Apparently, when Adam and Eve were forced out of the garden of eden, they entered a world of winter.  Here an angel blow on some snowflakes which turned into snowdrops and were a sign that better things were coming and a lesson that there is always hope, even in the darkest winter.

According to flowermeaning.com, a German legend tells how the snowdrop made a deal with a snowflake:

When God created snow, he gave it the task of visiting the flowers of the earth to gather colors. All the flowers refused, until the snow visited the gentle snowdrop. Seeing that the snowdrop was a kind and generous soul, the snow decided to make a deal. In exchange for her color, the snow agreed to allow the snowdrop to bloom first every spring. The delicate snowdrop agreed and cheerfully blooms amid the snow each spring.

Despite this link to pureness and life, the snowdrop is actually poisonous and can cause death.  A single snowdrop flower is said to signify impending death and should never be bought into the house (possibly because it could be mistaken for something edible?).

For me, the main message from the snowdrop is that of holding duality; life and death, strength and vulnerability.

None of the above should be considered medical advice, do not eat anything unless you’ve done your research.  Plants go by different names in different places and have different properties at different times of year.  Some of the possible uses of this plant have come from folklore and should not be taken as fact.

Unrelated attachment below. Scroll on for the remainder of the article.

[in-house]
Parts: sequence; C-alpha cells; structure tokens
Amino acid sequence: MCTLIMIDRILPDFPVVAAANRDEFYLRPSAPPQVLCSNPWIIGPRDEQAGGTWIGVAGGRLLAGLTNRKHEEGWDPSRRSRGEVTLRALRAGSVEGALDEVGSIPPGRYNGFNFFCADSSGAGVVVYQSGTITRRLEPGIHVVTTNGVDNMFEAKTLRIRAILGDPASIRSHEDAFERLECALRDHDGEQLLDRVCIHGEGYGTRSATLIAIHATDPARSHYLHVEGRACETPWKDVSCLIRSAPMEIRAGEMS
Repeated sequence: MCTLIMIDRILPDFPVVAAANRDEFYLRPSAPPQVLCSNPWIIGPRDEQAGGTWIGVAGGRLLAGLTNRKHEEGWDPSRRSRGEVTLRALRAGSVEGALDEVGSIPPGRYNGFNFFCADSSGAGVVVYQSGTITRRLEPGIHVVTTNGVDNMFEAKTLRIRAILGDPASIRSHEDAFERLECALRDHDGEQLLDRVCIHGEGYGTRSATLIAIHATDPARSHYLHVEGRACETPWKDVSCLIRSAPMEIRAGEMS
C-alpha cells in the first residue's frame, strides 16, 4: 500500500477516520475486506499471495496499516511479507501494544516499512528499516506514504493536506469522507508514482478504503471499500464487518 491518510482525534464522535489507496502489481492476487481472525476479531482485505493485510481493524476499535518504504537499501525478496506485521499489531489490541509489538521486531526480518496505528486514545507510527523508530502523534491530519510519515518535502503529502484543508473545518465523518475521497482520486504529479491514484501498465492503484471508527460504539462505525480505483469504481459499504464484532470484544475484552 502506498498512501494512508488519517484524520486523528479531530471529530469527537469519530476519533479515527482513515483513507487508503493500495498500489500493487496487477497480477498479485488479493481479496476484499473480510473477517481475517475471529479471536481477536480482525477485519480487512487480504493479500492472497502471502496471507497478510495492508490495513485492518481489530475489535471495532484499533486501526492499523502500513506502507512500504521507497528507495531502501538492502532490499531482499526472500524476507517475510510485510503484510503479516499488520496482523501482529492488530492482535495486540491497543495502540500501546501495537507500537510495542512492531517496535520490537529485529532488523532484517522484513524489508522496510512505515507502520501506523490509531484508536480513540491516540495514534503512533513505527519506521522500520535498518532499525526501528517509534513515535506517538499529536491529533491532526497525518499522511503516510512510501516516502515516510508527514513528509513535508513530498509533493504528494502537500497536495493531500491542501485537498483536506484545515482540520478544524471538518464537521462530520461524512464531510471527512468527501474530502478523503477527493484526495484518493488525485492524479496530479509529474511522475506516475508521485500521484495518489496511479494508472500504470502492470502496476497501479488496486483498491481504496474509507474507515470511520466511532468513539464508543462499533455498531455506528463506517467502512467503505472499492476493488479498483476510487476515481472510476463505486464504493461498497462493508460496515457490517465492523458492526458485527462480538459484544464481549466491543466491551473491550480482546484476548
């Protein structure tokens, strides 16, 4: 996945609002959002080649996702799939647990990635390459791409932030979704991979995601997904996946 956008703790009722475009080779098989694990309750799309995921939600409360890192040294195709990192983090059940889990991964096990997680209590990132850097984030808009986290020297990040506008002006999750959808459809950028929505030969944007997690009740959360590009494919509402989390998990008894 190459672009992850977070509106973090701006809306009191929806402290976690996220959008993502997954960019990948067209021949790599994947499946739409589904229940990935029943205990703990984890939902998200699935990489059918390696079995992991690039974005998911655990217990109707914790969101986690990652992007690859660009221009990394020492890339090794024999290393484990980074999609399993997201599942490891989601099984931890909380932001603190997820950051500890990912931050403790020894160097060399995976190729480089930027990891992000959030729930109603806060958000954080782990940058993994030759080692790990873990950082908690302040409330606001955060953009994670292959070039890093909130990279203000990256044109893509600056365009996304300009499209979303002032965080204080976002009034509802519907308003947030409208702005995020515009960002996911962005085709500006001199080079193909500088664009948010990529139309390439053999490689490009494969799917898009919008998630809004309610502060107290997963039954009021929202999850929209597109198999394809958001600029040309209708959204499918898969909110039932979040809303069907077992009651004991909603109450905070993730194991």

Lesser Celandine

To the small celandine
Pansies, Lilies, Kingcups, Daisies,
Let them live upon their praises;
Long as there’s a sun that sets
Primroses will have their glory;
Long as there are Violets,
They will have a place in story:
There’s a flower that shall be mine,
‘Tis the little Celandine.

-William Wordsworth

Following on from my dream identification of plantain, I shortly after identified lesser celandine intuitively.  I don’t remember ever learning these plant names, I just have this sense sometimes that I just know something without any idea how or why.  Anyway, for me, this means that the lesser celandine has a personal connection with intuition and knowledge.

Lesser celandine is related to buttercups and is known, less beautifully, as pilewort.  It has heart shaped leaves and little yellow petals which close up in bad weather and display as gorgeous stars in good weather.  Appearing with the swallows in spring, they were traditionally a sign that it was time to sow crops.  This was an important part of the year for our ancestors so the arrival of the little golden flowers will have been significant.

These are not plants that are to be eaten.  If you ingest them raw they can be fatal.  This goes for grazing animals as well.  Despite their pleasant demeanour, they can be deadly.  All plants from the buttercup family contain a chemical which turns into a toxin when the plant is wounded.  This toxin can cause itching, rashes and blistering if it comes in contact with skin.  If eaten, it can cause nausea, vomiting, dizziness, spasms, paralysis and jaundice.

In addition to harming humans and animals, they are harmful to other plants and are considered invasive species in some parts of the world.  They grow to dominate areas rapidly and have an intensive mat of roots.  This, and it’s early flowering, give it a strign advantage over most plants and it can quickly form a monopoly along the rivers and waterways that it prefers.